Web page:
Stem cells from human fat as cellular delivery vehicles in an athymic rat posterolateral spine fusion model

Wellington K. Hsu, Jeffrey C. Wang, Nancy Q. Liu, Lucie Krenek, Patricia A. Zuk, Marc H. Hedrick, Prosper Benhaim, Jay R. Lieberman

Research output: Contribution to journalArticlepeer-review

88 Scopus citations


Background: Mesenchymal stem cells derived from human liposuction aspirates, termed processed lipoaspirate cells, have been utilized as cellular delivery vehicles for the induction of bone formation in tissue engineering and gene therapy strategies. In this study, we sought to evaluate the efficacy of bone morphogenetic protein (BMP)-2-producing adipose-derived stem cells in inducing a posterolateral spine fusion in an athymic rat model. Methods: Single-level (L4-L5) intertransverse spinal arthrodesis was attempted with use of a type-I collagen matrix in five groups of athymic rats, with eight animals in each group. Group I was treated with 5 × 106 adipose-derived stem cells transduced with an adenoviral vector containing the BMP-2 gene; group II, with 5 × 106 adipose-derived stem cells treated with osteogenic media and 1 μg/mL of recombinant BMP-2 (rhBMP-2); group III, with 10 μg of rhBMP-2; group IV, with 1 μg of rhBMP-2; and group V, with 5 × 106 adipose-derived stem cells alone. The animals that showed radiographic evidence of healing were killed four weeks after cell implantation and were examined with plain radiographs, manual palpation, microcomputed tomography scanning, and histological analysis. Results: All eight animals in group I demonstrated successful spinal fusion, with a large fusion mass, four weeks postoperatively. Furthermore, group-I specimens consistently revealed spinal fusion at the cephalad level (L3 and L4), where no fusion bed had been prepared surgically. In contrast, despite substantial BMP-2 production measured in vitro, group-II animals demonstrated minimal bone formation even eight weeks after implantation. Of the groups treated with the application of rhBMP-2 alone, the one that received a relatively high dose (group III) had a higher rate of fusion (seen in all eight specimens) than the one that received the low dose (group IV, in which fusion was seen in four of the eight specimens). None of the group-V animals (treated with adipose-derived stem cells alone) demonstrated successful spine fusion eight weeks after the surgery. Conclusions: Adipose-derived stem cells show promise as gene transduction targets for inducing bone formation to enhance spinal fusion in biologically stringent environments. Clinical Relevance: Adipose-derived stem cells demonstrate potential as cellular vehicles for the delivery of recombinant protein in a regional gene therapy strategy to enhance spinal fusion. However, before the exclusive use of adipose-derived stem cells in a cell-based strategy can become routine, more extensive study of the biological potential, the interactions between different carriers, and the influence of host biology is necessary.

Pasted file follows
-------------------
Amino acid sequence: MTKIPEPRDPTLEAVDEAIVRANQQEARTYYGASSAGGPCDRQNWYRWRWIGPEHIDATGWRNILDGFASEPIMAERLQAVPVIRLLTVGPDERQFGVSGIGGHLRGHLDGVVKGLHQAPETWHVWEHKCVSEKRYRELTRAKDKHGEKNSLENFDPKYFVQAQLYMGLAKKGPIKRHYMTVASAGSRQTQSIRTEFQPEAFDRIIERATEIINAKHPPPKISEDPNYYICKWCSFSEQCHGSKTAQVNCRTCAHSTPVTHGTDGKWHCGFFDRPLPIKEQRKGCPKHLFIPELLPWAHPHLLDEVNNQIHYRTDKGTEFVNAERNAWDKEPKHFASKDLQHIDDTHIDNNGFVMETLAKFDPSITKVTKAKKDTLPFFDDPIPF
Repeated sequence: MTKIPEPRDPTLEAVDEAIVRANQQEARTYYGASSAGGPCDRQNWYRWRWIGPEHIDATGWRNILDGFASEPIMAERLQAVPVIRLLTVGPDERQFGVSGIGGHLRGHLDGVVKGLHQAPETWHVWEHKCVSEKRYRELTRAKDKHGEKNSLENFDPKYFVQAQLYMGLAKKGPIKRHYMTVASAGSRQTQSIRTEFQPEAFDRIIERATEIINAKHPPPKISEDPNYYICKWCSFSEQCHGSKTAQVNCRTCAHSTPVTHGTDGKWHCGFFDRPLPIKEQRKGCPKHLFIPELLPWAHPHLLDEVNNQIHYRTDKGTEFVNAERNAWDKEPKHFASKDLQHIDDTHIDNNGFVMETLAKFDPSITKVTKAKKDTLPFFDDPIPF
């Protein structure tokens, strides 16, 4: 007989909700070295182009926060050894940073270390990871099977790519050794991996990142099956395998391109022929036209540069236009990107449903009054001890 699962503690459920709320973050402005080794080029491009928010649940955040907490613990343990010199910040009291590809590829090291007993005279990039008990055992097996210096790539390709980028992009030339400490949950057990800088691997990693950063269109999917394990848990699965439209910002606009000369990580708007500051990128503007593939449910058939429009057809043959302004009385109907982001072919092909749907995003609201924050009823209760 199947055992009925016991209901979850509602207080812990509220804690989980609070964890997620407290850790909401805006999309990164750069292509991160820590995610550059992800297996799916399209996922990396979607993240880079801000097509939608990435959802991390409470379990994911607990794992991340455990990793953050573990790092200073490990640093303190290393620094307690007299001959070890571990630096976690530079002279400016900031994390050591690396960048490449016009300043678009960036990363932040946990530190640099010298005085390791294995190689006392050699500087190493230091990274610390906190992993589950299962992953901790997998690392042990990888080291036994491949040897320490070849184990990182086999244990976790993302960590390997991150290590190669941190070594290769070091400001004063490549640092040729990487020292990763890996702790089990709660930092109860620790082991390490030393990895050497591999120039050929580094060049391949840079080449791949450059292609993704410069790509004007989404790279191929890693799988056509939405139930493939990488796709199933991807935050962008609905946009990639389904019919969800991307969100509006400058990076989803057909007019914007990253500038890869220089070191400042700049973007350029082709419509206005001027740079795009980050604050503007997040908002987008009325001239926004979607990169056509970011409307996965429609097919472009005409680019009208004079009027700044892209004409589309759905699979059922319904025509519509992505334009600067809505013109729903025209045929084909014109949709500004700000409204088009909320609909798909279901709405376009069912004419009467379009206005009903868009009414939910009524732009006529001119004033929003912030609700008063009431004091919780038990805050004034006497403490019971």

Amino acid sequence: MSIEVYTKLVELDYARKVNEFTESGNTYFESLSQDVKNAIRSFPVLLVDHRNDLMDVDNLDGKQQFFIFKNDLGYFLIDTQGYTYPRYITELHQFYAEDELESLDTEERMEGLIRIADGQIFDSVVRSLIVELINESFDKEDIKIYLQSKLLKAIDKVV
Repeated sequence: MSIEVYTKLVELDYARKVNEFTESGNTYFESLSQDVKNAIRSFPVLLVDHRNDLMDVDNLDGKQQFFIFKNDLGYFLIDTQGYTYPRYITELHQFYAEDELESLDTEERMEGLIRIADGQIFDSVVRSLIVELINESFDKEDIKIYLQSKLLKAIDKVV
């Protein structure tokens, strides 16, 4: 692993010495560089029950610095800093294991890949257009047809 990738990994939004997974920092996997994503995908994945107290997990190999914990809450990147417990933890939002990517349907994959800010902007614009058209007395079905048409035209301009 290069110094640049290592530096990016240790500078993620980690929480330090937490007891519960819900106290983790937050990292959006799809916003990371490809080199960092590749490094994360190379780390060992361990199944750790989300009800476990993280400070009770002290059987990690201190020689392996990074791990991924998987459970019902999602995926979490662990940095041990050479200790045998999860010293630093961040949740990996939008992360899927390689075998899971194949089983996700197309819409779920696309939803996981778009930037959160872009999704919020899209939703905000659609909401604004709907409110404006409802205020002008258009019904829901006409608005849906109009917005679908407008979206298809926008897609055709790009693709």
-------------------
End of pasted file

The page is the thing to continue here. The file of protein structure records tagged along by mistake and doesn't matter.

Original languageEnglish (US)
Pages (from-to)1043-1052
Number of pages10
JournalThe Journal of bone and joint surgery. American volume
Issue number5
StatePublished - May 2008

ASJC Scopus subject areas

  • Surgery
  • Orthopedics and Sports Medicine


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